4/05/16 Science Daily
A naturally-occurring mutation in a rabbit-specific virus — related to the smallpox virus — weakens the virus and may give insight to understanding pathogen evolution, according to a Kansas State University study.
4/05/16 Science Daily
The method of taking these pictures is a collaborative creation that involved Kansas State University researchers Artem Rudenko and Daniel Rolles, both assistant professors of physics.
"Timed AI Programs at First Insemination in Lactating Dairy Cattle" [was] compiled by Jeffrey S. Stevenson, Kansas State University.
Biosecurity and Research Are Key Players in the Fight Against Porcine Epidemic Diarrhea Virus (PEDV)4/06/16 Pork Network
Professor Jason Woodworth, swine nutritionist and research associate professor at Kansas State University in Manhattan, Kansas, has completed a study that explores how pelleting feed could destroy the virus. "We discovered that, if feed and feed ingredients were contaminated with the virus, pelleting that feed at certain temperatures would destroy it," said Woodworth.
From Our Peers
Aren’t country folks supposed to be hardier and healthier, with all that fresh air and exercise, than their urban counterparts? “When you actually do the research, it’s pretty much a myth,” said Leah Goeres, a postdoctoral fellow at Oregon State University who led a research team comparing rural and urban dwellers’ health.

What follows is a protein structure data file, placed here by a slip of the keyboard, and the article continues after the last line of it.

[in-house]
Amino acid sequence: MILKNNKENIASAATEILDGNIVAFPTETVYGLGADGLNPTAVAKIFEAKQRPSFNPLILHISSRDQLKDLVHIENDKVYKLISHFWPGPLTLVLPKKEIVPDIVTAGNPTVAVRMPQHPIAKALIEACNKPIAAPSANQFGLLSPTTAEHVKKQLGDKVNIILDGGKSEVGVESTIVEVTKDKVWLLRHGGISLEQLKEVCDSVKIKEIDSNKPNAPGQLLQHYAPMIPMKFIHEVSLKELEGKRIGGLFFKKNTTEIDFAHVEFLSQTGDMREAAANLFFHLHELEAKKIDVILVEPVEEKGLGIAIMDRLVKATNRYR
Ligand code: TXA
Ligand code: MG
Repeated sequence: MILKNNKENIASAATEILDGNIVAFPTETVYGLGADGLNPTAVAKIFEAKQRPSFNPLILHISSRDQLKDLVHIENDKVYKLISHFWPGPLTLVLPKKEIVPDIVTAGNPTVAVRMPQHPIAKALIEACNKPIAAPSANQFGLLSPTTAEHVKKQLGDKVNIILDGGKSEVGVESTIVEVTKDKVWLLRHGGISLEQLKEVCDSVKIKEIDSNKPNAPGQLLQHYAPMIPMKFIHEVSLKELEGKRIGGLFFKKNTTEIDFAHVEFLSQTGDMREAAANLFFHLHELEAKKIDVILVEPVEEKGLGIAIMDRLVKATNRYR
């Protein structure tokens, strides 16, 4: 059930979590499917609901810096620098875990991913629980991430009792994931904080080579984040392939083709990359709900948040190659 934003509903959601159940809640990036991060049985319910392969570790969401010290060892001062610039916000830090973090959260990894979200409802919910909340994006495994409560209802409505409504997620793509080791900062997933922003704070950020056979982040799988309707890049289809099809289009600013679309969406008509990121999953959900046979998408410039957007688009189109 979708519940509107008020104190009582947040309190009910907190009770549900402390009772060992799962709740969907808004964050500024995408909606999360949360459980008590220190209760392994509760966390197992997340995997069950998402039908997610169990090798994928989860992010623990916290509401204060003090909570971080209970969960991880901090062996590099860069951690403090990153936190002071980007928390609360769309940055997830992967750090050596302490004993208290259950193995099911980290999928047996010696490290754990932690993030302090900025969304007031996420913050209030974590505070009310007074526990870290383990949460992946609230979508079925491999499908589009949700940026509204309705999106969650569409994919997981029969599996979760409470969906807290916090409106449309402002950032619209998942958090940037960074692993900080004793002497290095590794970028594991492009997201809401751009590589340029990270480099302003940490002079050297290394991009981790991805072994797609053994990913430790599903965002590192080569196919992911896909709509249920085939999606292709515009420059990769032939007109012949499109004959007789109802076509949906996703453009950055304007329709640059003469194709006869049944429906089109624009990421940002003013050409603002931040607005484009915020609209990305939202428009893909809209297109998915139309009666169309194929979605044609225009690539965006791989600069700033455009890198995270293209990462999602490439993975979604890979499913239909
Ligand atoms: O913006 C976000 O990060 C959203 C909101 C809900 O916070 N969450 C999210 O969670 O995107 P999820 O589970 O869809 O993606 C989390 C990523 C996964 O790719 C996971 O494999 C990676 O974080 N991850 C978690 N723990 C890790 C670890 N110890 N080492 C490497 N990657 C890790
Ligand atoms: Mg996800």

New Research Indicates Regular Fresh Pear Consumption May Improve Blood Pressure in Middle-Aged Men and Women with Metabolic Syndrome
4/08/16 Yahoo! Finance
"These initial results are very promising," said Dr. Sarah A. Johnson, PhD, RDN, lead author and now Assistant Professor and Director of the Functional Foods & Human Health Laboratory in the Department of Food Science and Human Nutrition at Colorado State University. "With metabolic syndrome being of such high prevalence in the U.S., we feel it is important to explore the potential for functional foods such as pears to improve cardiovascular risk factors such as blood pressure in affected middle-aged adults.
4/10/16 Yahoo! Finance
The progressive impact of single women makes sense, given that marriage seems to make women more politically conservative. Kelsy Kretschmer, sociology professor at Oregon State University, says her research shows that after marriage, women tend to shift their priorities from promoting women’s collective wellbeing to that of their partner’s success.
4/11/16 Yahoo! Finance
Professor Afsaneh Rabiei heads up the Advanced Material Research Lab at North Carolina State University where she is developing a breakthrough metal product known as a composite metal foam (CMF). The new wonder material has properties that make it an excellent insulation against high heat and even enable it to protect against bullets, which are obliterated on impact.
4/11/16 Science Daily
"This type of electron transport is very special," said Adam Kaminski, Ames Laboratory scientist and professor at Iowa State University's Department of Physics and Astronomy. "Our research has been able to associate the extreme magnetoresistance with novel features in their electronic structure, which may lead to future improvements in computer speed, efficiency and data storage."
RSCAD Trending Topics